Saving Face by Si Rawlinson at The Place

Words by Paula Riofrio.

Has your mind or body hurt so badly that you were unable to do the things you love? …and wait, you still have to go to work.

Saving Face delves into the professional and personal struggle of humanhood. Multifaceted artist Si Rawlinson choreographs the life of four characters during working schedules and after office encounters. The clock marks, with stress, boredom and repetition the laborious hours of the four protagonists: a choleric yet sanguine lead manager, a new exploited employee and two old, moderately shameless, colleagues; performed by Yukiko Masui, Lisa Chearles, Jamaal O’Driscoll and Rawlinson himself.

The tension was perfectly threaded by romance, physical gags, storytelling and choreography. The dance composition was an ethereal abstraction of emotions even inside the highly pedestrian context of an office. Early career, Lisa Chearles, undertook the role of Jackie. Her first solo was a routine of dynamic staccatos expressing her muteness. As the story developed, her movement promptly connected the audience to her pain, fear and exhaustion. Sam, Rawlinson’s character, externalised his feelings in and out of the skin. His body relented to the moods on his head, finding an outlet through a hip hop based but non-limit-by movement. Leslie, embodied by Yukiko Masui, dissolved the boundaries between acting and dancing, bespeaking-displaying the depths of a performer.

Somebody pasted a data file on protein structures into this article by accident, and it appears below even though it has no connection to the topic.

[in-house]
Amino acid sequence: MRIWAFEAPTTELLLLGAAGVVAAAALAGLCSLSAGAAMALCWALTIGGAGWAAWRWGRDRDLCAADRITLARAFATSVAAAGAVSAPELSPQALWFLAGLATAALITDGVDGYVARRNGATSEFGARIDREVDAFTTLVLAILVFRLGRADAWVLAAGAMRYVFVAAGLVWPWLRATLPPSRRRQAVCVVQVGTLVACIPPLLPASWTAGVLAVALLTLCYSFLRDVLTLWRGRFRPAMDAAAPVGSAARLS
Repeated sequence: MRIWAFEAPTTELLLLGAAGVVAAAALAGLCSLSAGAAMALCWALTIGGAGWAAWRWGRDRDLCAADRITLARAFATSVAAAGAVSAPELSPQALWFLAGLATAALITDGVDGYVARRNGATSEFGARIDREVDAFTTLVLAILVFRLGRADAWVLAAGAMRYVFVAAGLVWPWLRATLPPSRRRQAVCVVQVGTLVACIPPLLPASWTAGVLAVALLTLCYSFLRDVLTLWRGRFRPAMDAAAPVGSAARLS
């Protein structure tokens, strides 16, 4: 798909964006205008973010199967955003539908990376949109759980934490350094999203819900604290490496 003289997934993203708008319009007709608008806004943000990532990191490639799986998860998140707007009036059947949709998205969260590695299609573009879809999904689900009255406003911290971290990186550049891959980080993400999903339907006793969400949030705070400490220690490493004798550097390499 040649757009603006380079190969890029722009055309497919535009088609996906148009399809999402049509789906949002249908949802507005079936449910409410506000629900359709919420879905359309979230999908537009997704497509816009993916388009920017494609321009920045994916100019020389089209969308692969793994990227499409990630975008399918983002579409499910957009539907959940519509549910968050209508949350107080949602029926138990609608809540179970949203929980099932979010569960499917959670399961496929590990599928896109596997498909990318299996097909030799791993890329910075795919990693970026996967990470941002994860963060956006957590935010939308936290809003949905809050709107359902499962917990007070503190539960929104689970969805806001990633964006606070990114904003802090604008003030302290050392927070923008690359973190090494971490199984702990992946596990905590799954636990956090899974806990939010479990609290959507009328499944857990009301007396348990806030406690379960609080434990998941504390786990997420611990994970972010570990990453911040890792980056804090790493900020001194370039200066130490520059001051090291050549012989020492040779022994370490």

Image by Dan Lowenstein.

The show left me wondering if there is a need for catharsis in every performance. For the ones attending theatre in search for deep emotions, as medicine, yes, but there are other audiences. A dance prevailing physical theatre comedy would be perhaps too generic to describe the nature of Saving Face. It was a hybrid scenic game, and it was very much alive; even facing dramaturgical challenges. Their last performance at The Place, London, had five people on stage, not four. O’Driscoll had to adjust his week-old injury into a story. Amy, his ‘carer’ stepped onto the stage and moved along shadowing, mirroring and expanding O’Driscoll’s character. She was emotionally and energetically connected, adding a second pace to the character. Suddenly everyone inside the stage started yelling at each other, blaming each other. Their worst nature came out under pressure, only noisy and confusion. At the end there was no great revelation, everydaylife, the value and the intricacy of everyday life.

Saving Face leaves me with many questions. Where and for what reason do we draw a line between our personal and professional life? Is sentiment too free and not so ethical? What does it mean to be human? Engels, German philosopher, wrote about the role of work in the evolution from apes into humans. Ultimately, does work humanise or dehumanises? Comedy seems to be the only way out, or within on that quest. What I can tell now, is that laughing could be a kind of cathartic process.